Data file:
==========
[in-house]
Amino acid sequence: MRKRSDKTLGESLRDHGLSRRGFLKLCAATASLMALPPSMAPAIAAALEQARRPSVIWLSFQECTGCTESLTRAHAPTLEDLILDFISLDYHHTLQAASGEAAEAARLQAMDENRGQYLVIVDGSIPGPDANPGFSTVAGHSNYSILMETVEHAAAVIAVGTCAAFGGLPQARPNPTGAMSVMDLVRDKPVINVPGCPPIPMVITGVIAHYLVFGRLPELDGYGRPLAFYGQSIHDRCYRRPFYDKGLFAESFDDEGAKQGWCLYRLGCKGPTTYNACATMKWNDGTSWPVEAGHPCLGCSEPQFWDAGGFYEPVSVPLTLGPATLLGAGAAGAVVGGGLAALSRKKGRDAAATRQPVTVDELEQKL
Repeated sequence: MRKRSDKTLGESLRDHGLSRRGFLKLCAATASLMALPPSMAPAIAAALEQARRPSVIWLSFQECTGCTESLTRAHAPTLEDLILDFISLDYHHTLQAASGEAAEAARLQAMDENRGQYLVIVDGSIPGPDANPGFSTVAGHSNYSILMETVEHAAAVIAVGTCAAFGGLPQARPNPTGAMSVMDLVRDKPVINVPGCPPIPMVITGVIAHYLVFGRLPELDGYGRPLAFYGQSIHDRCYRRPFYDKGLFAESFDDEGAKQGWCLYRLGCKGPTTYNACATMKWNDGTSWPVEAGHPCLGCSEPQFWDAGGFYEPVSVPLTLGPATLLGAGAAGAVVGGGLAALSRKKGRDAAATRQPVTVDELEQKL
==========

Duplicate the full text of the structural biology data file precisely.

[in-house]
Amino acid sequence: MRKRSDKTLGESLRDHGLSRRGFLKLCAATASLMALPPSMAPAIAAALEQARRPSVIWLSFQECTGCTESLTRAHAPTLEDLILDFISLDYHHTLQAASGEAAEAARLQAMDENRGQYLVIVDGSIPGPDANPGFSTVAGHSNYSILMETVEHAAAVIAVGTCAAFGGLPQARPNPTGAMSVMDLVRDKPVINVPGCPPIPMVITGVIAHYLVFGRLPELDGYGRPLAFYGQSIHDRCYRRPFYDKGLFAESFDDEGAKQGWCLYRLGCKGPTTYNACATMKWNDGTSWPVEAGHPCLGCSEPQFWDAGGFYEPVSVPLTLGPATLLGAGAAGAVVGGGLAALSRKKGRDAAATRQPVTVDELEQKL
Repeated sequence: MRKRSDKTLGESLRDHGLSRRGFLKLCAATASLMALPPSMAPAIAAALEQARRPSVIWLSFQECTGCTESLTRAHAPTLEDLILDFISLDYHHTLQAASGEAAEAARLQAMDENRGQYLVIVDGSIPGPDANPGFSTVAGHSNYSILMETVEHAAAVIAVGTCAAFGGLPQARPNPTGAMSVMDLVRDKPVINVPGCPPIPMVITGVIAHYLVFGRLPELDGYGRPLAFYGQSIHDRCYRRPFYDKGLFAESFDDEGAKQGWCLYRLGCKGPTTYNACATMKWNDGTSWPVEAGHPCLGCSEPQFWDAGGFYEPVSVPLTLGPATLLGAGAAGAVVGGGLAALSRKKGRDAAATRQPVTVDELEQKL